If you’ve had heart surgery or another heart-related procedure, cardiac rehab is likely an important part of your recovery. But national statistics reveal only 10 to 20 percent of those eligible for cardiac rehab actually participate in a program.
Here are some of the cardiac rehab myths that often prevent heart patients from following through:
Myth: I’m not sure rehab is safe for me.
Fact: Some patients shy away from rehab because they’re afraid they are not physically ready. The University of Michigan Cardiac Rehabilitation Program begins with a comprehensive screening process that allows us to catch potential health issues early. That means everyone who is deemed eligible to participate has been fully evaluated. Our staff members are fully educated with extensive cardiac care experience and a focus on safe rehab. Continue reading →
Thelma Thompson was never one to shy away from exercise. At 67, she was accustomed to playing 36 holes of golf in a single day. When she noticed she was tiring more easily, Thelma chalked it up to “age.” But she realized her diagnosis was much more serious than she suspected when she suffered a heart attack in 2013. Thelma was shocked to discover her coronary artery was 95 percent blocked. At the same time, she was diagnosed with a bicuspid aortic valve and an aneurysm of her thoracic ascending aorta.
Thelma underwent surgery for her blocked artery at her local hospital, and was then referred to the University of Michigan Frankel Cardiovascular Center in January 2015 for treatment of her bicuspid valve and aortic aneurysm.Continue reading →
With Valentine’s Day right around the corner and boxes of chocolates spilling over in store aisles everywhere, it’s time to set the record straight about the health benefits of chocolate.
Dark chocolate rich in antioxidants
The good news about chocolate pertains to cocoa — the dark chocolate rich in plant compounds called flavonoids — which originates from seeds from the cacao tree. Flavonoids are natural antioxidants that help lower blood pressure, improve blood flow to the heart and brain, raise “good” HDL cholesterol levels and lower “bad” LDL levels — all of which protect against heart attack and stroke. And although cocoa is not considered a health food, it certainly can play a role in helping to keep the heart healthy. Continue reading →
Daniel Silverman has faced death more times that he’d like to think about. But through the years — 21 to be exact — and the many heart-related emergencies he’s experienced, he has never once asked: “Why me?”
This 59-year-old heart transplant patient is especially grateful to be alive today, and is thankful for his heart donor and for the cardiovascular team at the University of Michigan Frankel Cardiovascular Center. But the road to his successful heart transplant has been a long and difficult one.
From the beginning
Daniel’s heart issues were first discovered during a routine physical in 1995. While living in Chicago, the then 39-year-old was diagnosed with premature ventricular contractions (PVCs) or irregular heartbeats. He had no symptoms at the time and was treated with ACE inhibitors to keep his heart beating at a steady rhythm.Continue reading →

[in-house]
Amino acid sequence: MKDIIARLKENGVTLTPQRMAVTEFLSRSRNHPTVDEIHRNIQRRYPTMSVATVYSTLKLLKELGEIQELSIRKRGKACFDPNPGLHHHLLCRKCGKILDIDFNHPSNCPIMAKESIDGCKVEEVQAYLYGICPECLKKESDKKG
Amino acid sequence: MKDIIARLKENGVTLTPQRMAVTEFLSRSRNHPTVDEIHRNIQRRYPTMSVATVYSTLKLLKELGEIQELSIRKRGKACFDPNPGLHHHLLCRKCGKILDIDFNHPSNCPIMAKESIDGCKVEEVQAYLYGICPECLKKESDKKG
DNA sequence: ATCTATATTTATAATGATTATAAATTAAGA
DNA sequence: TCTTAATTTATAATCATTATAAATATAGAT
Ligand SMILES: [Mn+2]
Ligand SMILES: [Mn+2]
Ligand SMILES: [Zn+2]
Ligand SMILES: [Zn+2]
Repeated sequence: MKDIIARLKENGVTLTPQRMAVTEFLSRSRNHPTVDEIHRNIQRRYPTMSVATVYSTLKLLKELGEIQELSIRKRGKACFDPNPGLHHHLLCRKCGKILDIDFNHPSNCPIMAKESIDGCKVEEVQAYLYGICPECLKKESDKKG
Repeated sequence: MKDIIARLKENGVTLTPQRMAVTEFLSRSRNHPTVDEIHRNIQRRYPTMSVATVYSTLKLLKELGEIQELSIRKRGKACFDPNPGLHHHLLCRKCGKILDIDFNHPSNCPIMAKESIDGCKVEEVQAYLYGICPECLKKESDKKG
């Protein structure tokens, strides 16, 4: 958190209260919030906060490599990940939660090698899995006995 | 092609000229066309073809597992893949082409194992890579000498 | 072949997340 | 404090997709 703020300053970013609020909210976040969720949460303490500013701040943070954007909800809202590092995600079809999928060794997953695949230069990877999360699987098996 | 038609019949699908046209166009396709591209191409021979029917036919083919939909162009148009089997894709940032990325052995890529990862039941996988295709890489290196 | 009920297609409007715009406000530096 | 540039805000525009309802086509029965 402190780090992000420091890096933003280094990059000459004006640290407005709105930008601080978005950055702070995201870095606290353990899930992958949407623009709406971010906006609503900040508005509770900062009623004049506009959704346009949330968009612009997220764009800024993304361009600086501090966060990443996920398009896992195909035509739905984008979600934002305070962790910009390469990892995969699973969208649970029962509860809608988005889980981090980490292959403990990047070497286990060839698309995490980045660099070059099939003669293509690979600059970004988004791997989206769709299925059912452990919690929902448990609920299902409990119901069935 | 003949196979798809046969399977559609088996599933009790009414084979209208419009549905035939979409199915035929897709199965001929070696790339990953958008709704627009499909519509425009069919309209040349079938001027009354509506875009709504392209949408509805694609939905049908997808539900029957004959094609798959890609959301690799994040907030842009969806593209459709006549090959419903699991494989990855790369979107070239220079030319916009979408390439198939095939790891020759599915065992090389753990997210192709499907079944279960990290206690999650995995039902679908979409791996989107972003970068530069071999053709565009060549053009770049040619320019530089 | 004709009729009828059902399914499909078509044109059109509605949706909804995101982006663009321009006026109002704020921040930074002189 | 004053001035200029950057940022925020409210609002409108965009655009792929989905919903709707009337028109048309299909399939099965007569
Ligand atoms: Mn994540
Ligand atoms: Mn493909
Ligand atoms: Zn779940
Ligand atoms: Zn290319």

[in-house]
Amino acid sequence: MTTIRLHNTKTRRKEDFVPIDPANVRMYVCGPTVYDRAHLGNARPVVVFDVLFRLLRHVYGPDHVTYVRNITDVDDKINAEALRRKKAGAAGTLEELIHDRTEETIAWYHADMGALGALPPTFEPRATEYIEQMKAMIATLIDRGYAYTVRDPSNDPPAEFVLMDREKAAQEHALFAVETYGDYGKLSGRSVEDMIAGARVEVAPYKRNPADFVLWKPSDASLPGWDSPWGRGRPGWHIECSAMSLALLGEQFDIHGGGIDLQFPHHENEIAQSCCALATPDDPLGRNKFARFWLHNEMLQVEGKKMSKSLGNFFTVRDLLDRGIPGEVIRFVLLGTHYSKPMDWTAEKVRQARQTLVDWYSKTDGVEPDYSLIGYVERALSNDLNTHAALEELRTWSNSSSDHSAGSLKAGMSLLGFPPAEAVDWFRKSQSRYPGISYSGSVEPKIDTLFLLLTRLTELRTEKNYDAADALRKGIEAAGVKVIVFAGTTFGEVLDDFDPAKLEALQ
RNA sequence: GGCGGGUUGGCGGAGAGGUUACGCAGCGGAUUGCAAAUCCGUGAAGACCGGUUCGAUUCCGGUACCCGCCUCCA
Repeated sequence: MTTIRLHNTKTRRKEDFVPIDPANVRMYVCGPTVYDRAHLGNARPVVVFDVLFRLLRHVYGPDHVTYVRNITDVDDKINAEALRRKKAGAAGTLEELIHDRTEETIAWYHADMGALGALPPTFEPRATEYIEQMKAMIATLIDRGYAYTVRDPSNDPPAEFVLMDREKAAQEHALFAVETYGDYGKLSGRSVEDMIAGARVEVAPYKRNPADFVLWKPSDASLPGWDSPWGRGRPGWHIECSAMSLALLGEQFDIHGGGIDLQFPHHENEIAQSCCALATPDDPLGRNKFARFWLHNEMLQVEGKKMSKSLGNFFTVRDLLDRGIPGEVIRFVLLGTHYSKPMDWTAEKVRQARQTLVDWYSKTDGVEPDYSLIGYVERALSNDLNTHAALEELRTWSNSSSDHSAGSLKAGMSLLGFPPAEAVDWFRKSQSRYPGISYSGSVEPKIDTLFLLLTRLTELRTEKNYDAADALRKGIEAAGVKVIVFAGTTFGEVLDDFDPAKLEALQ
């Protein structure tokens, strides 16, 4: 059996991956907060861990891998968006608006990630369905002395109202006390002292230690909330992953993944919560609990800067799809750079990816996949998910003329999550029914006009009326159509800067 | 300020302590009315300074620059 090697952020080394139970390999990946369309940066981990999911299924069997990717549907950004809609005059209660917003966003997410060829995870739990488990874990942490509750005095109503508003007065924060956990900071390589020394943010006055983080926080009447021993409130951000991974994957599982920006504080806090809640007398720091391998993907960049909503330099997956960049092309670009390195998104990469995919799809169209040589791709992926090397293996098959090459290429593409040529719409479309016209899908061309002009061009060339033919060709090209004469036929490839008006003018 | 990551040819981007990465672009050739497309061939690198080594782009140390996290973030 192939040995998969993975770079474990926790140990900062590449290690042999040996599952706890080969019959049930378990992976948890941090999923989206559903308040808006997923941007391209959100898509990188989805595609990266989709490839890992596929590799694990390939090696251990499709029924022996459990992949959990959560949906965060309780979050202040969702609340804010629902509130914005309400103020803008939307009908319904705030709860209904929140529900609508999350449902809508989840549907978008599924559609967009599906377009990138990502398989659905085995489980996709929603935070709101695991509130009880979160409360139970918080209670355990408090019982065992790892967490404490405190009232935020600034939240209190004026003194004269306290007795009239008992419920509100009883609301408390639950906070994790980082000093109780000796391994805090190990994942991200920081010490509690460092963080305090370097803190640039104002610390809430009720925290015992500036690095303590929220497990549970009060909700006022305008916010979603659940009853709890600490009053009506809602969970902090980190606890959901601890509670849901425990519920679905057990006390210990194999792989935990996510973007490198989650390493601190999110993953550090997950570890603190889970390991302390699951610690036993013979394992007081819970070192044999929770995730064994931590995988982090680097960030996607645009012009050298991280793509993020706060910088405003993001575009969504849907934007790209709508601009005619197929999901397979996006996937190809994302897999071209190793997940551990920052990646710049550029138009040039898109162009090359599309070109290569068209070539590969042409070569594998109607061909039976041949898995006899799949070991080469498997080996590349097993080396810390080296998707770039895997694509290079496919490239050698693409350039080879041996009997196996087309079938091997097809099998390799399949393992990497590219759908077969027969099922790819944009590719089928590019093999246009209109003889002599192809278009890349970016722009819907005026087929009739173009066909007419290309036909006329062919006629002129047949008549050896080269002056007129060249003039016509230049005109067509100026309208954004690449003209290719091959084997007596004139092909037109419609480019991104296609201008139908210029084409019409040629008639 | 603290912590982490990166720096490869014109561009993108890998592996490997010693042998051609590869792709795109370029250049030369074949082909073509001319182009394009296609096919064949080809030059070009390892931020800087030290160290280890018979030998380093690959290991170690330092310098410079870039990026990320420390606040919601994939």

Heart survivors Jolette Munoz and Sharon Gillon are living stronger.
Heart disease has long been thought of as a men’s issue, when it is actually the leading cause of death in both men and women. In fact, since 1984, more American women than men have died of heart disease.
Women have the power to reduce their risk of heart disease and stroke and the American Heart Association’s Go Red for Women campaign offers tips to set you on a heart-healthy path for life. Wear Red on Friday, Feb. 5 to show your support for better prevention, treatment and research of women’s heart disease.
Still need inspiration? Meet amazing women who are in the fight for their lives against heart disease. Continue reading →
Maybe you’ve read about Katy Perry or Gwyneth Paltrow being fans. Eating “clean” has gained popularity not only with celebrities, but also with mainstream America. And it’s rejuvenating and inspiring a new generation of healthy eaters.
Clean eating is a rather simple concept. Instead of focusing on ingesting more or less specific things, such as fewer calories or more protein, the focus is on being mindful of the food’s pathway between its origin and your plate. At its simplest, clean eating is about eating whole foods, or foods that are minimally processed, refined and handled, making them as close to their natural form as possible. Continue reading →
NOTICE: Except where otherwise noted, all articles are published under a Creative Commons Attribution 3.0 license. You are free to copy, distribute, adapt, transmit, or make commercial use of this work as long as you attribute the University of Michigan Health System as the original creator and include a link to this article.